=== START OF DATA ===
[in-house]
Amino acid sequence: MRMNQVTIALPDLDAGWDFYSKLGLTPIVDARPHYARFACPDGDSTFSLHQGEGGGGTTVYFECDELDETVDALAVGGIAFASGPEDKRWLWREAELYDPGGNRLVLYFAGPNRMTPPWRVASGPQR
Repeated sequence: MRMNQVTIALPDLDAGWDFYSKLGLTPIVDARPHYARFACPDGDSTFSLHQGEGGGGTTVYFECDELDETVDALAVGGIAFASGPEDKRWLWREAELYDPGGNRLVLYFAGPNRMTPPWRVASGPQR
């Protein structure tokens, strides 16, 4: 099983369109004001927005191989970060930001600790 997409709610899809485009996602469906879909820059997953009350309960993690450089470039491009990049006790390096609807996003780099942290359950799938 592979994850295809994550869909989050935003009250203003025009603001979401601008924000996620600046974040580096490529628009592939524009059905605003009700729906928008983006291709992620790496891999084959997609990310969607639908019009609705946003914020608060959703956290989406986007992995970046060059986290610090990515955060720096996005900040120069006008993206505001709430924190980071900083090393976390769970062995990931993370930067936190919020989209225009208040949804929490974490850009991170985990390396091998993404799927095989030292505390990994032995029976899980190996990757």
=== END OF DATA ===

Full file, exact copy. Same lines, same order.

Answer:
[in-house]
Amino acid sequence: MRMNQVTIALPDLDAGWDFYSKLGLTPIVDARPHYARFACPDGDSTFSLHQGEGGGGTTVYFECDELDETVDALAVGGIAFASGPEDKRWLWREAELYDPGGNRLVLYFAGPNRMTPPWRVASGPQR
Repeated sequence: MRMNQVTIALPDLDAGWDFYSKLGLTPIVDARPHYARFACPDGDSTFSLHQGEGGGGTTVYFECDELDETVDALAVGGIAFASGPEDKRWLWREAELYDPGGNRLVLYFAGPNRMTPPWRVASGPQR
């Protein structure tokens, strides 16, 4: 099983369109004001927005191989970060930001600790 997409709610899809485009996602469906879909820059997953009350309960993690450089470039491009990049006790390096609807996003780099942290359950799938 592979994850295809994550869909989050935003009250203003025009603001979401601008924000996620600046974040580096490529628009592939524009059905605003009700729906928008983006291709992620790496891999084959997609990310969607639908019009609705946003914020608060959703956290989406986007992995970046060059986290610090990515955060720096996005900040120069006008993206505001709430924190980071900083090393976390769970062995990931993370930067936190919020989209225009208040949804929490974490850009991170985990390396091998993404799927095989030292505390990994032995029976899980190996990757």